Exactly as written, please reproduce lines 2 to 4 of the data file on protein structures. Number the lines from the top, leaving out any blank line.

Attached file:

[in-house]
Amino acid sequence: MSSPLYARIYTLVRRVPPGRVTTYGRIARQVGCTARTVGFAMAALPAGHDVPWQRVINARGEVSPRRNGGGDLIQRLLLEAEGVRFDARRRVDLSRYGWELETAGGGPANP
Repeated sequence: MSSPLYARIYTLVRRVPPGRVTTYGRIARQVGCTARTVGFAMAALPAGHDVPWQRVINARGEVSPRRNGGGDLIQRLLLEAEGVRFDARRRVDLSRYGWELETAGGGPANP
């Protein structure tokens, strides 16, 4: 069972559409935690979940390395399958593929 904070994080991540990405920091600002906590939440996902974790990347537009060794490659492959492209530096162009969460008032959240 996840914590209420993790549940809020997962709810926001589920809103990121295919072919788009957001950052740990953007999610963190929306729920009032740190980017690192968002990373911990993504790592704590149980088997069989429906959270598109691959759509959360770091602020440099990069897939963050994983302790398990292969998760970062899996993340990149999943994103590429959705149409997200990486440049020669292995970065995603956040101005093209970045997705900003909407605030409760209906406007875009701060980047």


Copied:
Amino acid sequence: MSSPLYARIYTLVRRVPPGRVTTYGRIARQVGCTARTVGFAMAALPAGHDVPWQRVINARGEVSPRRNGGGDLIQRLLLEAEGVRFDARRRVDLSRYGWELETAGGGPANP
Repeated sequence: MSSPLYARIYTLVRRVPPGRVTTYGRIARQVGCTARTVGFAMAALPAGHDVPWQRVINARGEVSPRRNGGGDLIQRLLLEAEGVRFDARRRVDLSRYGWELETAGGGPANP
């Protein structure tokens, strides 16, 4: 069972559409935690979940390395399958593929 904070994080991540990405920091600002906590939440996902974790990347537009060794490659492959492209530096162009969460008032959240 996840914590209420993790549940809020997962709810926001589920809103990121295919072919788009957001950052740990953007999610963190929306729920009032740190980017690192968002990373911990993504790592704590149980088997069989429906959270598109691959759509959360770091602020440099990069897939963050994983302790398990292969998760970062899996993340990149999943994103590429959705149409997200990486440049020669292995970065995603956040101005093209970045997705900003909407605030409760209906406007875009701060980047």